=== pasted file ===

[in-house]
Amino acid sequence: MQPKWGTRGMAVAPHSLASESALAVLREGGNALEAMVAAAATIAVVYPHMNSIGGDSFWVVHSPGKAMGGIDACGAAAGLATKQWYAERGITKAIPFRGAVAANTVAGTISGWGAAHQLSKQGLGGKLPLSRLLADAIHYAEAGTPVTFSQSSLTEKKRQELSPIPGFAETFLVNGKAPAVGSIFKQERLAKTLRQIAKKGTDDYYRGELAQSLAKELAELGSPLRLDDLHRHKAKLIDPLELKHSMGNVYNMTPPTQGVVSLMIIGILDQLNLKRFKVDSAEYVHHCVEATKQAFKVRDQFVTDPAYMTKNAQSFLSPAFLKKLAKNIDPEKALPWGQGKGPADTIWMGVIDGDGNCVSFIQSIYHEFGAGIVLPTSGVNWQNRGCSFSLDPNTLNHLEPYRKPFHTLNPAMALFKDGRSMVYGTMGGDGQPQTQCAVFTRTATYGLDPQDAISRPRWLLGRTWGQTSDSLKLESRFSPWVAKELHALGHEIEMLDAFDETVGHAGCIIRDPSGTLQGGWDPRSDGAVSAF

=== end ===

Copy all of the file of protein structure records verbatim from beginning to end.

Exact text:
[in-house]
Amino acid sequence: MQPKWGTRGMAVAPHSLASESALAVLREGGNALEAMVAAAATIAVVYPHMNSIGGDSFWVVHSPGKAMGGIDACGAAAGLATKQWYAERGITKAIPFRGAVAANTVAGTISGWGAAHQLSKQGLGGKLPLSRLLADAIHYAEAGTPVTFSQSSLTEKKRQELSPIPGFAETFLVNGKAPAVGSIFKQERLAKTLRQIAKKGTDDYYRGELAQSLAKELAELGSPLRLDDLHRHKAKLIDPLELKHSMGNVYNMTPPTQGVVSLMIIGILDQLNLKRFKVDSAEYVHHCVEATKQAFKVRDQFVTDPAYMTKNAQSFLSPAFLKKLAKNIDPEKALPWGQGKGPADTIWMGVIDGDGNCVSFIQSIYHEFGAGIVLPTSGVNWQNRGCSFSLDPNTLNHLEPYRKPFHTLNPAMALFKDGRSMVYGTMGGDGQPQTQCAVFTRTATYGLDPQDAISRPRWLLGRTWGQTSDSLKLESRFSPWVAKELHALGHEIEMLDAFDETVGHAGCIIRDPSGTLQGGWDPRSDGAVSAF